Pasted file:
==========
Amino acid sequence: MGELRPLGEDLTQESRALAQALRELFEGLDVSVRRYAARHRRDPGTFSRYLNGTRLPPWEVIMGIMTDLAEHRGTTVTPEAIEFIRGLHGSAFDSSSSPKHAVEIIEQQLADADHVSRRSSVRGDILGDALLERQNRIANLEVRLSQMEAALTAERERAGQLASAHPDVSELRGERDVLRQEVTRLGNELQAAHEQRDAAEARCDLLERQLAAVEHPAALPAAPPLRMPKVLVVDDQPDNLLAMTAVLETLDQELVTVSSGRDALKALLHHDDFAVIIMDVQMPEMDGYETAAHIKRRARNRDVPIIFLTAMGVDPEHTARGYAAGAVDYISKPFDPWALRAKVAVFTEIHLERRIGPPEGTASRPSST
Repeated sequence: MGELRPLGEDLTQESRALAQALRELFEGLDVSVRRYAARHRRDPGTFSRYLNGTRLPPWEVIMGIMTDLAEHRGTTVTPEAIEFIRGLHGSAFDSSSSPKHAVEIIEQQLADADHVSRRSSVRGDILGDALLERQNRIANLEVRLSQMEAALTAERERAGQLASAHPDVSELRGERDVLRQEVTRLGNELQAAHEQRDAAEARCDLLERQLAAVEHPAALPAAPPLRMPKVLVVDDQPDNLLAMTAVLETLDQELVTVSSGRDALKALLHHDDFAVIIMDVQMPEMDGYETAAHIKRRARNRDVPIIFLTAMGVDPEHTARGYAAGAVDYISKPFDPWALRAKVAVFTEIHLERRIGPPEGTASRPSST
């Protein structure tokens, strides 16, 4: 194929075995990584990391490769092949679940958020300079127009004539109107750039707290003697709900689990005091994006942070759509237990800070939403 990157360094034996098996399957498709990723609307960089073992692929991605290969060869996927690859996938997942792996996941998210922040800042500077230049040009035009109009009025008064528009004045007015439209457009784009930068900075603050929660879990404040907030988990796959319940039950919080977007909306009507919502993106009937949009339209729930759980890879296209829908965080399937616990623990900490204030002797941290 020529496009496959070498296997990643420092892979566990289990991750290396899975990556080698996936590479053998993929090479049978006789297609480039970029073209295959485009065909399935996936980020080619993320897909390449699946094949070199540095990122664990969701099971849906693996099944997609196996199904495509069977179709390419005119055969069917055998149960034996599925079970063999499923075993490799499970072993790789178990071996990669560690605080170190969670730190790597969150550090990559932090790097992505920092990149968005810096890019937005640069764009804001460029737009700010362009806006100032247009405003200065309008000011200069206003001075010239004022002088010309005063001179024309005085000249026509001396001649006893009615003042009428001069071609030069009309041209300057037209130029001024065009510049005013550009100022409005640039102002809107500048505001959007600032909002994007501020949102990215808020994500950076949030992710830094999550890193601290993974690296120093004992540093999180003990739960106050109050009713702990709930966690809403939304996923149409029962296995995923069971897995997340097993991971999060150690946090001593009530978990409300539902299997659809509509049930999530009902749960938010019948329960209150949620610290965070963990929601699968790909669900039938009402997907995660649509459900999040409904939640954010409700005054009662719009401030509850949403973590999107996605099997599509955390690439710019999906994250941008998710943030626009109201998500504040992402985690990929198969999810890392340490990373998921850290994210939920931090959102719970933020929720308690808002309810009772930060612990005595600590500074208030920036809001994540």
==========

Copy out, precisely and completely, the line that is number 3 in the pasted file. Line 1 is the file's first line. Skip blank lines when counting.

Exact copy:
């Protein structure tokens, strides 16, 4: 194929075995990584990391490769092949679940958020300079127009004539109107750039707290003697709900689990005091994006942070759509237990800070939403 990157360094034996098996399957498709990723609307960089073992692929991605290969060869996927690859996938997942792996996941998210922040800042500077230049040009035009109009009025008064528009004045007015439209457009784009930068900075603050929660879990404040907030988990796959319940039950919080977007909306009507919502993106009937949009339209729930759980890879296209829908965080399937616990623990900490204030002797941290 020529496009496959070498296997990643420092892979566990289990991750290396899975990556080698996936590479053998993929090479049978006789297609480039970029073209295959485009065909399935996936980020080619993320897909390449699946094949070199540095990122664990969701099971849906693996099944997609196996199904495509069977179709390419005119055969069917055998149960034996599925079970063999499923075993490799499970072993790789178990071996990669560690605080170190969670730190790597969150550090990559932090790097992505920092990149968005810096890019937005640069764009804001460029737009700010362009806006100032247009405003200065309008000011200069206003001075010239004022002088010309005063001179024309005085000249026509001396001649006893009615003042009428001069071609030069009309041209300057037209130029001024065009510049005013550009100022409005640039102002809107500048505001959007600032909002994007501020949102990215808020994500950076949030992710830094999550890193601290993974690296120093004992540093999180003990739960106050109050009713702990709930966690809403939304996923149409029962296995995923069971897995997340097993991971999060150690946090001593009530978990409300539902299997659809509509049930999530009902749960938010019948329960209150949620610290965070963990929601699968790909669900039938009402997907995660649509459900999040409904939640954010409700005054009662719009401030509850949403973590999107996605099997599509955390690439710019999906994250941008998710943030626009109201998500504040992402985690990929198969999810890392340490990373998921850290994210939920931090959102719970933020929720308690808002309810009772930060612990005595600590500074208030920036809001994540």